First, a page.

NBCC is committed to supporting service members, veterans and their families and ensuring access to qualified mental health counselors. NBCC pursues numerous legislative and government affairs priorities for this purpose, as well as its own programs.
NBCC is pleased to announce that the Department of Defense (DOD) released the final rule on July 14, 2014, establishing standards for counselor participation in the TRICARE program. The DOD released an interim final rule (IFR) in December 2011, which created the initial criteria for counselor independent practice under TRICARE. The final rule modifies the IFR in response to comments and concerns expressed by the public.
NBCC has been an active proponent of independent practice rights for counselors in TRICARE for over a decade, and this rule is the final culmination of that effort. The IFR granted independent practice authority to counselors but contained a number of limitations and requirements that were burdensome to the counseling profession. The final rule is a significant improvement over the IFR, and NBCC is pleased to see that many of our recommendations were incorporated. The entirety of the rule can be read here, but highlights of the changes include:
Indefinite continuation of the supervised counselor status.
The IFR allowed counselors to continue to practice under physician supervision as supervised mental health counselors (SMHCs) until January 1, 2015. After that date, the SMHC status would no longer be reimbursed. The final rule removes the expiration date and extends the SMHC status indefinitely. Therefore, counselors currently practicing under supervision may continue to do so for the foreseeable future.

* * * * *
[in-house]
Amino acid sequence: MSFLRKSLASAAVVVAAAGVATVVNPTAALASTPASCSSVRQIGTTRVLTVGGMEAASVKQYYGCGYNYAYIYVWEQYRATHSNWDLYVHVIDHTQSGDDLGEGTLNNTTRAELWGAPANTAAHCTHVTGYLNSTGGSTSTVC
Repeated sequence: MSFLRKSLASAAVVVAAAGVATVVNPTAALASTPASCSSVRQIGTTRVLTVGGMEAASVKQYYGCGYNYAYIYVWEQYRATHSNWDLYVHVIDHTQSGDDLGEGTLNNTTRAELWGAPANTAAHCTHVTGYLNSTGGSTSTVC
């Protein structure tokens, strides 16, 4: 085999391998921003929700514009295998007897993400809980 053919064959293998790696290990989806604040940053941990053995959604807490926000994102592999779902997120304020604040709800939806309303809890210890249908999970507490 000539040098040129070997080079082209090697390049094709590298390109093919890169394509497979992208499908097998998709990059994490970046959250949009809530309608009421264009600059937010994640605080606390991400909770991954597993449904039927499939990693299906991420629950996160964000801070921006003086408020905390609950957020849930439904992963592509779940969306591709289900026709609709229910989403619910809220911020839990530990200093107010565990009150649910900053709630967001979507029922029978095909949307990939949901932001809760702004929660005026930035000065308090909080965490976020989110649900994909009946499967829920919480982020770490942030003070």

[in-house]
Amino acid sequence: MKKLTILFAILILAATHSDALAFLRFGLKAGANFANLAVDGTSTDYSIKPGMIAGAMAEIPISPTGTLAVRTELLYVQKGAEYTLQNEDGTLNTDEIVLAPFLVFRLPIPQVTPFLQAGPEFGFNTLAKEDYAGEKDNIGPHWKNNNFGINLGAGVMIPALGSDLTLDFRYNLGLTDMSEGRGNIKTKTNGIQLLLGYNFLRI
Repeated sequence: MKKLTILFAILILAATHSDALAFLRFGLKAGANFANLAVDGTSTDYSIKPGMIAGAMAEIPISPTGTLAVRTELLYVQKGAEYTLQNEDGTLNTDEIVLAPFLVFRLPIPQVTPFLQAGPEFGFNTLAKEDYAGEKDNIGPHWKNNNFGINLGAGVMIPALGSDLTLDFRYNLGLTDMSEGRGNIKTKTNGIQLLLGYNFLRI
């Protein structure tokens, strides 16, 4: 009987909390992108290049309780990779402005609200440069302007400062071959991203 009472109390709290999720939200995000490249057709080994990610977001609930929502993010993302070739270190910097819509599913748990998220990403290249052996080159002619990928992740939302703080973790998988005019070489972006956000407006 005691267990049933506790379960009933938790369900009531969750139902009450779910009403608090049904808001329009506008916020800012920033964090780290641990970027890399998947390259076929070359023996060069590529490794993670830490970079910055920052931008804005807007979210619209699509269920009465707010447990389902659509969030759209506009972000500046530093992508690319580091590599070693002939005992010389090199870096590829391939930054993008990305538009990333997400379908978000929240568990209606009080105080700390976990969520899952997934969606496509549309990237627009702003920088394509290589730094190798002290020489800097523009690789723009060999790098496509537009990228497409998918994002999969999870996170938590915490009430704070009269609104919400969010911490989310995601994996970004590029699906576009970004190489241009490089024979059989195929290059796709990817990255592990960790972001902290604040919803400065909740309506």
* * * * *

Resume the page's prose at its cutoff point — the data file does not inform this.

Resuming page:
For years, professional counselors were excluded from the DOD, reducing the availability of needed mental health care providers. NBCC has had great success in its government affairs efforts to open the military health systems to counselors, but there is still work to do before counselors are employed on equal terms with other professions.
Previously, counselors were required to obtain physician referral and supervision when serving TRICARE beneficiaries, a burdensome requirement not placed on other mental health professions.
NBCC, in coalition with other counseling organizations, passed legislation to remove those restrictions and allow for independent practice. After further encouragement, the DOD released an interim final rule establishing qualifications for independent practice in December 2011 and a final rule in July 2014.
Not only did the lack of independent practice recognition subject counselors to unnecessary and wasteful physician supervision requirements, it also created problems for counselors seeking employment throughout the DOD, as other programs base their hiring on TRICARE regulations.
The effort encompassed several bills, two laws (public law 110-181 and public law 111-383) and two federally mandated studies, including the Institute of Medicine’s Provision of Mental Health Counseling Services Under TRICARE and a report by the RAND Corporation. After further endorsement by NBCC, the National Defense Authorization Act (NDAA) for Fiscal Year 2011 directed the DOD to establish requirements for counselor independent practice under TRICARE. While Congress mandated that the DOD establish such requirements by June of that year, it left the specifics to the DOD. In December 2011, the DOD finally released an interim final rule establishing these requirements.
Credentialing for the newly created provider category—TRICARE certified mental health counselor (TCMHC)—began mid-2012 and is administered by four separate TRICARE regional contractors: North, South, West, and Overseas.
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